- Assessed for co-occurring mental, behavioral, and physical problems so all the veteran’s issues may be cared for together
- Given treatment that uses medical supervision for drug or alcohol detox, counseling methods that have been proven effective, and any other necessary forms of support like mutual support groups.
The VA and Other Programs
Stress from trauma due to early childhood suffering, domestic or intimate partner abuse, sexual and physical abuse at work, and combat exposure mean that women in the military are at a much higher risk of suffering from PTSD, depression, substance abuse, suicidal thoughts, and other severe problems that all veterans are at risk of.
While more women are joining the U.S. Armed Forces, the number of women actively touring and the number of female veterans is still small overall.2 This can lead to difficulty finding community, trouble fitting in, and a sense of loneliness that increases the risk of depression, anxiety, and substance abuse.
The VA offers many specific services for female veterans, but this is just the beginning. Facilities across the U.S. offer specific programs centered on veterans, addiction, co-occurring disorders, and recovery.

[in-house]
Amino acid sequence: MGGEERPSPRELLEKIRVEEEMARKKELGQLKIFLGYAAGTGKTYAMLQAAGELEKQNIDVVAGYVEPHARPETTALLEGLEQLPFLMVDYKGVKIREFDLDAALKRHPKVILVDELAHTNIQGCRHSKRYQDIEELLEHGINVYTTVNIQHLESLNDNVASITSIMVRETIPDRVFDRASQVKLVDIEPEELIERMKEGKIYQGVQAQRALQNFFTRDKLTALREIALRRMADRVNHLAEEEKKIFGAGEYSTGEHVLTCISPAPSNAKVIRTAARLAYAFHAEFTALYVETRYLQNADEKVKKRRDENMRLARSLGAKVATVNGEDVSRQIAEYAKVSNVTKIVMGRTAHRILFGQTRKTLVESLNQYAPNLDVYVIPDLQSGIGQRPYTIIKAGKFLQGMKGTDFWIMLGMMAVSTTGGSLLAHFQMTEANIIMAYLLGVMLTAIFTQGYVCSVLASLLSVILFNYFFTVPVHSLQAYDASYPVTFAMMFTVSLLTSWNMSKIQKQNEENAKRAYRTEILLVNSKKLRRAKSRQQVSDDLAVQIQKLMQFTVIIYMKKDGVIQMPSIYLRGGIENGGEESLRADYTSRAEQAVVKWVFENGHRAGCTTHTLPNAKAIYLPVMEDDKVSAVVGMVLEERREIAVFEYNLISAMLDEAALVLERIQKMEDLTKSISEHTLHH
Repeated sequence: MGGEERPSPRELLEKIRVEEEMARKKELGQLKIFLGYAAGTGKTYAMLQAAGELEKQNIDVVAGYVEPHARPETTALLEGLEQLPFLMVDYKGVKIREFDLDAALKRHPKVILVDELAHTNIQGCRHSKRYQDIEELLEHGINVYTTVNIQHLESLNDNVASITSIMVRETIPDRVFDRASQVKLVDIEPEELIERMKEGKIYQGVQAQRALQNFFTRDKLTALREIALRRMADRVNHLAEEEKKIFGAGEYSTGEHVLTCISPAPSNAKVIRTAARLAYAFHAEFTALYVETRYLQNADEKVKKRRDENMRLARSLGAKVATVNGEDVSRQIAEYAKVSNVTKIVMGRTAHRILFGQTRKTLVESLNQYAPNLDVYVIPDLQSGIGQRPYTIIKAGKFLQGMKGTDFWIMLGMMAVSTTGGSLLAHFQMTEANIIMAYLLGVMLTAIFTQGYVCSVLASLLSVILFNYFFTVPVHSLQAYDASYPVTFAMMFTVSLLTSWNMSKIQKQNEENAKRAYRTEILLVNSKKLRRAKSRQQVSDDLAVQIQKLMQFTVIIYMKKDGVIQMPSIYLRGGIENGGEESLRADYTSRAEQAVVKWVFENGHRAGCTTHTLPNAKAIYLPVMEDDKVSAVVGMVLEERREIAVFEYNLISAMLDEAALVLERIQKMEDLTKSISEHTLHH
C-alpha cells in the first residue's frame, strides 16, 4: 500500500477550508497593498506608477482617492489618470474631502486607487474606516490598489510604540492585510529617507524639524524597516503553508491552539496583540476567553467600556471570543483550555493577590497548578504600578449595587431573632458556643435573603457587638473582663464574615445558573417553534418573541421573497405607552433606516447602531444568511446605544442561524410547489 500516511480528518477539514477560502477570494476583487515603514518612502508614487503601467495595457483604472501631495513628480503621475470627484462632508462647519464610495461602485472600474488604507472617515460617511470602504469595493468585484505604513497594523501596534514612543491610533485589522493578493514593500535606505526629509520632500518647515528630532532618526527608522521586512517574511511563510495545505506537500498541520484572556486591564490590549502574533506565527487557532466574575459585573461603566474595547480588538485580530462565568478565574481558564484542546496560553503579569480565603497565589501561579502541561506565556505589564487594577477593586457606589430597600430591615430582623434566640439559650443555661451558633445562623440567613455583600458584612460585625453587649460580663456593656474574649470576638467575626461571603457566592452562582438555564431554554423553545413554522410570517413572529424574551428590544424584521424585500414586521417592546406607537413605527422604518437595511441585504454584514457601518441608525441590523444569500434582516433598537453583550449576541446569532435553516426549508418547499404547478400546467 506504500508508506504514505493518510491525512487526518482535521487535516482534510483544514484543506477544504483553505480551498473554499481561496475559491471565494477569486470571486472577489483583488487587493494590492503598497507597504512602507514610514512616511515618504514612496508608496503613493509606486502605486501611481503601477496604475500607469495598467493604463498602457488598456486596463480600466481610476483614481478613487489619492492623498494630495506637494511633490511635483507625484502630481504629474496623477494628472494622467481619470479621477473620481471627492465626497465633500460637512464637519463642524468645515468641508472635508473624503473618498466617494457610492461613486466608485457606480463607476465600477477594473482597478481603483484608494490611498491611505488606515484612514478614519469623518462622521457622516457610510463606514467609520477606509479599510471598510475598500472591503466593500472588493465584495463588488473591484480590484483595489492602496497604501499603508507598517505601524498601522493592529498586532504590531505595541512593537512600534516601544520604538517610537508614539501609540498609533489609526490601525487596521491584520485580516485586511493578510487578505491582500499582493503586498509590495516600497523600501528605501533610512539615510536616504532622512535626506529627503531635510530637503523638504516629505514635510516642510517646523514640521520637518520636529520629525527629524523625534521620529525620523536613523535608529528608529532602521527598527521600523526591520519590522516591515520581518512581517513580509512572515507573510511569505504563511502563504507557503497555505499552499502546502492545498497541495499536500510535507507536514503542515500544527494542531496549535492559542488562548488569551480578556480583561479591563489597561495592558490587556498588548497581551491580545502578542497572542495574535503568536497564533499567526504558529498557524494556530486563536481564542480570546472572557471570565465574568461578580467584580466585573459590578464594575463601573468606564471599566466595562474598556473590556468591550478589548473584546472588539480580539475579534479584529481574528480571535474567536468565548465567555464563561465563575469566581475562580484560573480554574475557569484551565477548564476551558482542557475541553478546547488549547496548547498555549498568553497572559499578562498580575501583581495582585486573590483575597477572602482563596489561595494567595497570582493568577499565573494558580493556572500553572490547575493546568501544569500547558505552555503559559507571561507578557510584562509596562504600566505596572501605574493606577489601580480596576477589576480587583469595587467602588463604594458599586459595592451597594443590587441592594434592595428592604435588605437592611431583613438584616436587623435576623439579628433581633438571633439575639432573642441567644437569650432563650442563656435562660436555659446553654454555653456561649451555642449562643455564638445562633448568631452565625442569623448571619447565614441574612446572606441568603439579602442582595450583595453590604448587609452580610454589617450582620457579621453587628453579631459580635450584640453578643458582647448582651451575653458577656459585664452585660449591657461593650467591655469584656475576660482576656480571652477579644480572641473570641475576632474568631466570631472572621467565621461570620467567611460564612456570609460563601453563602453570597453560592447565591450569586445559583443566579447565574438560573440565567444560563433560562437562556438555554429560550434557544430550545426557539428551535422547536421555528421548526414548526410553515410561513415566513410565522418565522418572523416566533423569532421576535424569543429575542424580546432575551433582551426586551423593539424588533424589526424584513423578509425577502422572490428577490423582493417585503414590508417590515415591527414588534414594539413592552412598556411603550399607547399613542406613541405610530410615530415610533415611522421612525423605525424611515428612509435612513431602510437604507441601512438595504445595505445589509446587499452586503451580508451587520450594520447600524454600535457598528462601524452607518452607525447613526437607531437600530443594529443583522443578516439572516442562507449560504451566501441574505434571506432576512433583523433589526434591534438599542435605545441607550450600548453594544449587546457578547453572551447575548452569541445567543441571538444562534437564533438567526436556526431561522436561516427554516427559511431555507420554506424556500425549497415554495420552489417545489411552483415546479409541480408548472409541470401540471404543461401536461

Recovery First offers one such program that has many veterans in recovery on staff and creates group therapy environments comprised of veterans to create safe spaces to relate and convey military-specific trauma.
Women must be supported in their communities, by their families, and by fellow veterans to get the help they need to overcome substance abuse, PTSD, and co-occurring problems.
- Disabled American Veterans. (2018). Women veterans: the journey ahead.
- Substance Abuse and Mental Health Services Administration, Human Potential, Inc. (2017). Addressing the gender-specific service needs of women with substance use disorders—women veterans supplement.